“Without this much-needed boost,” Bourgeois wrote in an email, “our goal — high quality Internet for every student — would remain the same, but the timeline to fully meet the needs would have been much longer. Without grants and partnerships like this, the ongoing costs of monthly fees for cellular hot spots or for subsidized subscriptions to ISPs make scaling and sustaining a long-term effort a challenge for many school districts.”

One of the keys to the project is that NextLight and SVVSD had an existing working relationship. According to City Manager Harold Dominguez, Longmont’s system had already served as the backbone component for SVVSD’s system, saving the district $140,000 and increasing its overall technological capacity. Provider-school relationships are essential for improving broadband access for students.

“That’s probably the biggest challenge for us right now,” Collins said. “Unless there’s a good relationship in the community, some of those communities are left underserved. That community partnership is extremely key to ensuring any type of broadband infrastructure buildout includes your anchor institutions.”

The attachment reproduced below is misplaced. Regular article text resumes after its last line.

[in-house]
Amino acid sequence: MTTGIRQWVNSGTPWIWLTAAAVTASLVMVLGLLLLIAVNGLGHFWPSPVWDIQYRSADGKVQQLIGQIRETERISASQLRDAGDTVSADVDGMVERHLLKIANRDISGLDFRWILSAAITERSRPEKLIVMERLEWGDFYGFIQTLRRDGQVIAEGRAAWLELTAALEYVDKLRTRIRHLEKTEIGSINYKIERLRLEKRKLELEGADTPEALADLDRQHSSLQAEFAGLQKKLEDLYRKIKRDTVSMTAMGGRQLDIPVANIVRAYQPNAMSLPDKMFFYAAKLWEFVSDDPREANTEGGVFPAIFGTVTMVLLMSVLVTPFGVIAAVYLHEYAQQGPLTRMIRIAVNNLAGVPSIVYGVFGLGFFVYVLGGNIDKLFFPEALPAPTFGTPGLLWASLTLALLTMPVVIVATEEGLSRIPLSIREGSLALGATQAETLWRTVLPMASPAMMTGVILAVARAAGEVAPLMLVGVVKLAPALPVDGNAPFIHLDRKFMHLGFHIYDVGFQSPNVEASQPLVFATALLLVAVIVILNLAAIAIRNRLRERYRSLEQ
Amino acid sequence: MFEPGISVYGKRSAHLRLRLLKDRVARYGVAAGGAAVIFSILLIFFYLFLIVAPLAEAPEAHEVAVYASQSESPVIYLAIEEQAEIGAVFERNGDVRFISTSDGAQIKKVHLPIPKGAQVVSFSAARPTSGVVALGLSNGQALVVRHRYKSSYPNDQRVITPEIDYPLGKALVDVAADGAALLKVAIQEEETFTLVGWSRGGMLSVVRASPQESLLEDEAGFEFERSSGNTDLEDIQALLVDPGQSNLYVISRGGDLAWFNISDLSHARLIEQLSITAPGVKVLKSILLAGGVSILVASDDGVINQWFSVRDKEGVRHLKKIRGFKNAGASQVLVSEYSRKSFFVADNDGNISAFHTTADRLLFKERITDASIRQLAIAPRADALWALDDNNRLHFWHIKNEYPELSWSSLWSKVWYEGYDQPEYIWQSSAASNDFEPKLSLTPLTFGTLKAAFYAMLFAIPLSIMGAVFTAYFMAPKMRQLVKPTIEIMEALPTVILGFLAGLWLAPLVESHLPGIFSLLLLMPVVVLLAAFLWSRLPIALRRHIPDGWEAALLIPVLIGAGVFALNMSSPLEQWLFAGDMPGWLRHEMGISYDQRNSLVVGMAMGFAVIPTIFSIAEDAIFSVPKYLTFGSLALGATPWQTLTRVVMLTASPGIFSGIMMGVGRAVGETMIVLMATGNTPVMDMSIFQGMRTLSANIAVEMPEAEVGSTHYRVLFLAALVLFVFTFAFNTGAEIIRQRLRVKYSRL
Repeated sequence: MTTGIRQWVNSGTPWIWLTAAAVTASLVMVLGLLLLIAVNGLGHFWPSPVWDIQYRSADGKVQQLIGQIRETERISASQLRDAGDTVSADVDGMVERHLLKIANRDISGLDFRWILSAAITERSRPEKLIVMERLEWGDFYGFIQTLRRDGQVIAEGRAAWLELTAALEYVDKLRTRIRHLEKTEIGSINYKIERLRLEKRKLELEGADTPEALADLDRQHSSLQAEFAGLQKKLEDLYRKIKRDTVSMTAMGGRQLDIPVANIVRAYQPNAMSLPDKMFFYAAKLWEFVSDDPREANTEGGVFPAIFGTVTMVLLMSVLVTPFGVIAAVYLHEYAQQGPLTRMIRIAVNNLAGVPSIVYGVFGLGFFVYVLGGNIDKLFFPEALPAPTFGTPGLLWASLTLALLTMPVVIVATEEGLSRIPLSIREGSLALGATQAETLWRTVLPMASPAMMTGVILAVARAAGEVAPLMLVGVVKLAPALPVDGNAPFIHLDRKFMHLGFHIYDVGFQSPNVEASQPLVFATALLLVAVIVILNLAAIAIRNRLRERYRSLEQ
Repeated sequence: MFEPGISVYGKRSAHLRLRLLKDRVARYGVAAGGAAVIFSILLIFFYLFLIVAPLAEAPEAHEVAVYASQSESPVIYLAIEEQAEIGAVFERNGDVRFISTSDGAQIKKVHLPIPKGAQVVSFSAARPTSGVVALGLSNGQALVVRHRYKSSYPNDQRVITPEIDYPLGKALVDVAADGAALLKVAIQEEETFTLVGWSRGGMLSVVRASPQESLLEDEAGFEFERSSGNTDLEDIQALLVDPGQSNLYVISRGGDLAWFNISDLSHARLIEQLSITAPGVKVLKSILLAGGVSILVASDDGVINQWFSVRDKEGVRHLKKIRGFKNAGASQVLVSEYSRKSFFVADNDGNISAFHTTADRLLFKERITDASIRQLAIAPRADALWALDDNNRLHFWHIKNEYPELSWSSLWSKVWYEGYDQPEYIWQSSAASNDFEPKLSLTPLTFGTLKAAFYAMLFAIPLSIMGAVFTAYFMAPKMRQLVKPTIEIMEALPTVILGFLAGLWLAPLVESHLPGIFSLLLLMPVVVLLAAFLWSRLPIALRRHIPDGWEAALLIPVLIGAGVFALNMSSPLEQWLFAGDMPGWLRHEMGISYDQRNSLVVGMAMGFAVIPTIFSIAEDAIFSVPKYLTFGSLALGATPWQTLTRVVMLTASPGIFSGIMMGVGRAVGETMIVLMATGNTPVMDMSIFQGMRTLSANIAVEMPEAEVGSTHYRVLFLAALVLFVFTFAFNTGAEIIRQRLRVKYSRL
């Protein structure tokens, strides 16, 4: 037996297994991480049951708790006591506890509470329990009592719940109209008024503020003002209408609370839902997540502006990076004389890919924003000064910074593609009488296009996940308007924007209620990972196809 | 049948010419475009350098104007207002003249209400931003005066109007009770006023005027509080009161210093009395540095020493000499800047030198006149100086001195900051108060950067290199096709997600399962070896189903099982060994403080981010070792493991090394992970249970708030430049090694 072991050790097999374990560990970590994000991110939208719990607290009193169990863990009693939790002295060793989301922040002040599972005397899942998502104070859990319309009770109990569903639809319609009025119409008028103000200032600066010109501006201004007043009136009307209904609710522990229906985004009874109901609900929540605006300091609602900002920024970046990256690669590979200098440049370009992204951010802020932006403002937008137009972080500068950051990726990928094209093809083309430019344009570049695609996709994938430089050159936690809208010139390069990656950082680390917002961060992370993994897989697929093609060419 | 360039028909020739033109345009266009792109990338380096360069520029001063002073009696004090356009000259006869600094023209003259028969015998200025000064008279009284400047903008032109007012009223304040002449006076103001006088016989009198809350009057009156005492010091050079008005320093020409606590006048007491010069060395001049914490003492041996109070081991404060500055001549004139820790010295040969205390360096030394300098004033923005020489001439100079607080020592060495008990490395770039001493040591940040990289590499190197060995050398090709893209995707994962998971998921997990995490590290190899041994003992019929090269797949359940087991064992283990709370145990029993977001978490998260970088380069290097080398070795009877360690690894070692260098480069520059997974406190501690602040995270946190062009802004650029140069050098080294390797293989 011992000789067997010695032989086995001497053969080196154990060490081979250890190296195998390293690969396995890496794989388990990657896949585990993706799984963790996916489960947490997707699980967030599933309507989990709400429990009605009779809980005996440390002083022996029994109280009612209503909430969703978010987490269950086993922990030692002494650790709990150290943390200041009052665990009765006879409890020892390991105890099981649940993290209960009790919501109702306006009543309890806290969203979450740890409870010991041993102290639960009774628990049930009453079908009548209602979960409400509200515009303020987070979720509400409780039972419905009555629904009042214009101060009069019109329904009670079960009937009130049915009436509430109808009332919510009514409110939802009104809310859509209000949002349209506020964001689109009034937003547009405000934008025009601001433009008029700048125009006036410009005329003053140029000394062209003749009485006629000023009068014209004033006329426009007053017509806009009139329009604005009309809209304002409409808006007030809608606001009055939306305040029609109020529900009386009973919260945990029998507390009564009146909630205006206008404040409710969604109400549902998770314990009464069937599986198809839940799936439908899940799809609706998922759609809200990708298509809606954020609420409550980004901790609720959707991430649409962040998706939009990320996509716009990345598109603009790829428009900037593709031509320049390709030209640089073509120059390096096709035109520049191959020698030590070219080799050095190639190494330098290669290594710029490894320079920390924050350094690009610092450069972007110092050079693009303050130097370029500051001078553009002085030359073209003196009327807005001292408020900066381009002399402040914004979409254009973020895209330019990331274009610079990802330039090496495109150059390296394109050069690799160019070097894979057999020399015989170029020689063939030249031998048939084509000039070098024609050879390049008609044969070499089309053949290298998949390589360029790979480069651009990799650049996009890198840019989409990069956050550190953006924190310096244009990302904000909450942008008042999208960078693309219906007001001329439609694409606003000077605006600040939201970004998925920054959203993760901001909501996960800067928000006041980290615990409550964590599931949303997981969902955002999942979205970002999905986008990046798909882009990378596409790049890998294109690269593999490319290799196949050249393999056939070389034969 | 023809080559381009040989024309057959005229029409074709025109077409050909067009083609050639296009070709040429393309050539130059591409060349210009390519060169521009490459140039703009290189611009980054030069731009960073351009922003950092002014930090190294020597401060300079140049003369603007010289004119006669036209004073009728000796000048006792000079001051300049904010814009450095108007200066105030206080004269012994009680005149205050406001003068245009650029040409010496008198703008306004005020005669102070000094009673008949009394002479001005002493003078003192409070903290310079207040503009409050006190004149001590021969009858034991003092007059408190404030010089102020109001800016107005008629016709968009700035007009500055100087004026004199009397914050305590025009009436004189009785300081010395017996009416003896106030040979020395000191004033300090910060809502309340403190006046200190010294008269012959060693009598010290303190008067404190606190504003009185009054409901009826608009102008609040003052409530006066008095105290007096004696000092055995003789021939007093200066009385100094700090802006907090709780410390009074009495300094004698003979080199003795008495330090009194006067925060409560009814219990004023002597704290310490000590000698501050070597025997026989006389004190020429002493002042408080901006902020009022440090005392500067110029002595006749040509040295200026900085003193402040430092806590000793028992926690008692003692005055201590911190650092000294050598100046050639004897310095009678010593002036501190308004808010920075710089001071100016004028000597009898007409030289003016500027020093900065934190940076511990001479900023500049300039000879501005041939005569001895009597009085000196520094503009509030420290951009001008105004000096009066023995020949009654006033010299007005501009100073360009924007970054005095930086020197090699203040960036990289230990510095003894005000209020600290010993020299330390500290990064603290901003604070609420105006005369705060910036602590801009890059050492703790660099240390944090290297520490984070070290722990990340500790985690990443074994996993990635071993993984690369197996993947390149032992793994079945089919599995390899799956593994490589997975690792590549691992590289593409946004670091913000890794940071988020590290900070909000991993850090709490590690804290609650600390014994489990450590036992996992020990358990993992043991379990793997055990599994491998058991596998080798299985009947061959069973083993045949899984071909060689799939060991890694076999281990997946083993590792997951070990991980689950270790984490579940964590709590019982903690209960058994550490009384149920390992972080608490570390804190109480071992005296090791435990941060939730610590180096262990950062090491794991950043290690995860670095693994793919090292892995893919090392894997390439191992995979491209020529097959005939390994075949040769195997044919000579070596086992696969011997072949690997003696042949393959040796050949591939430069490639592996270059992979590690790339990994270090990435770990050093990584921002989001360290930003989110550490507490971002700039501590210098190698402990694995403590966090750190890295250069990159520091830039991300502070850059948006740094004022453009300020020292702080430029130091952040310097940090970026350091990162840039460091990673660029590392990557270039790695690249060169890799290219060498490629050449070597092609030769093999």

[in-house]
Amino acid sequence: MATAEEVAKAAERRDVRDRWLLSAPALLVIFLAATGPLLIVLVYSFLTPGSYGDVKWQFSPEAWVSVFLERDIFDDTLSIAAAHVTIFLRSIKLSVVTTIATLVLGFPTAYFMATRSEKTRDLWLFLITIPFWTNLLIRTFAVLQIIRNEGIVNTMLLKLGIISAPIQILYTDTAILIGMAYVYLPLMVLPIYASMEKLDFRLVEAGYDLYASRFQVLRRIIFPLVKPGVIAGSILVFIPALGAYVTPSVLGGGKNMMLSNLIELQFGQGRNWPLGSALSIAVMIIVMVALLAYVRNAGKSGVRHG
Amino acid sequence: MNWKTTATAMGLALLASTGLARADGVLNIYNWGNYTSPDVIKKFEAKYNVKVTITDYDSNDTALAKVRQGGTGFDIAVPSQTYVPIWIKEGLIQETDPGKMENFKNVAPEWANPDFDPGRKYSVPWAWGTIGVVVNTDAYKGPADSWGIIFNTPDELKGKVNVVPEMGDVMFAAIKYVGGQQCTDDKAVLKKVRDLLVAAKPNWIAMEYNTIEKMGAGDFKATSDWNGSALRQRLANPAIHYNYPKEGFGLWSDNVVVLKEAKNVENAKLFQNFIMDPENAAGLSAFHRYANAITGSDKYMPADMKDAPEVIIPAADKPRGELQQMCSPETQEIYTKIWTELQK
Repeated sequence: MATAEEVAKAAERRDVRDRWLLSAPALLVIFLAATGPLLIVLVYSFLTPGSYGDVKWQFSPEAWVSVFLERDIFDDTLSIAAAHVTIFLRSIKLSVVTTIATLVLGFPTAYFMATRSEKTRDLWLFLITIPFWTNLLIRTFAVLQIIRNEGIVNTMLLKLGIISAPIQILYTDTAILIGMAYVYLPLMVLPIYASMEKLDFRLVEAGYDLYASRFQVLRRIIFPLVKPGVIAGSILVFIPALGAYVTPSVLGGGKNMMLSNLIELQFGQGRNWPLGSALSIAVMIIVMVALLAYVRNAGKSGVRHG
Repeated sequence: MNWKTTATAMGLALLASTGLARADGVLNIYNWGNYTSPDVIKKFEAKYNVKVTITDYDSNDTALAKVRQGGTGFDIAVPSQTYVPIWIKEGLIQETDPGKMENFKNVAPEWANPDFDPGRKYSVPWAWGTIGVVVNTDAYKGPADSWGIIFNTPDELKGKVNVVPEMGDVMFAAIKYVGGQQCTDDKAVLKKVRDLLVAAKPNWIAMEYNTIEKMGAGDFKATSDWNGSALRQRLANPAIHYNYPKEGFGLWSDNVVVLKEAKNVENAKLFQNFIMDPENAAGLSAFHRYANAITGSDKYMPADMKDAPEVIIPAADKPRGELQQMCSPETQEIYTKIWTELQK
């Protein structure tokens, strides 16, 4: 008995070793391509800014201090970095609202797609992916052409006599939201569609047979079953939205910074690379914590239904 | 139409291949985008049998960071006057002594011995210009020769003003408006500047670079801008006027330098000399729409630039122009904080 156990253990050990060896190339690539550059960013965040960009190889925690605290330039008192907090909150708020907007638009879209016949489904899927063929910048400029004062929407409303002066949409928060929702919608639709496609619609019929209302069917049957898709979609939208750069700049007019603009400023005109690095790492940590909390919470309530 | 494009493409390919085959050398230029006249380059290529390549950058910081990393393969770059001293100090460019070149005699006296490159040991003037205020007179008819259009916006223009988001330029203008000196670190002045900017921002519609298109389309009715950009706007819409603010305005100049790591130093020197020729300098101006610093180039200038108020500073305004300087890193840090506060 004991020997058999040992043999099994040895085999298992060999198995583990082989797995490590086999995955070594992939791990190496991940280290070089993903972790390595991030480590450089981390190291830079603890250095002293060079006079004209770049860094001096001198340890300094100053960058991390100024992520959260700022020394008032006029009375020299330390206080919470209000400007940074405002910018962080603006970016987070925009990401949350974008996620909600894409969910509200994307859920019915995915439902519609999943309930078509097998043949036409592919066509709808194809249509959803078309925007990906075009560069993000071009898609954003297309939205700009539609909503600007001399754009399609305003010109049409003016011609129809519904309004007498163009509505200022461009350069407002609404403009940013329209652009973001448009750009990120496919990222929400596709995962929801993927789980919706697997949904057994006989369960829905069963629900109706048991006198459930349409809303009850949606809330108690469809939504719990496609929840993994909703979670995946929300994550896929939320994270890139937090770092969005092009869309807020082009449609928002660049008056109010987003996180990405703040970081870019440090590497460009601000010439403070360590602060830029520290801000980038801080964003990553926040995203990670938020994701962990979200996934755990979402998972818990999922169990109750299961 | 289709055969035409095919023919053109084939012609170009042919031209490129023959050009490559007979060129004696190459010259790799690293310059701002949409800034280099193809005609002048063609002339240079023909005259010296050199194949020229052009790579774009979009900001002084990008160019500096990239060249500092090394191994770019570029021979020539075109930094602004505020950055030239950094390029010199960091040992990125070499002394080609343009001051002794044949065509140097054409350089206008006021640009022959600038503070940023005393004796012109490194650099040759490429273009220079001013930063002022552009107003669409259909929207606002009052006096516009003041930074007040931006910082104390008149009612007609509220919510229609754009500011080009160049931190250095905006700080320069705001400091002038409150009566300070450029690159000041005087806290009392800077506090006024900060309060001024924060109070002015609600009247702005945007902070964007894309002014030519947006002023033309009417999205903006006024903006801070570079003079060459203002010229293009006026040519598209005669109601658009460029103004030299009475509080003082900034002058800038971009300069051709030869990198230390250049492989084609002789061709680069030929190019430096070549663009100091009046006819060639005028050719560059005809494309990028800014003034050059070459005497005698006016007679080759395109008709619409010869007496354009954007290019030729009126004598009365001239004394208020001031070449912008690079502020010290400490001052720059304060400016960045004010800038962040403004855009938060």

In addition to connecting students, the SVVSD project will have benefits for the larger community. Right now, NextLight covers roughly 90 percent of the city, Dodd said. With the expanded coverage that will come from the project, NextLight, which offers some of the fastest speeds in the country, can allow households to fulfill their business aspirations.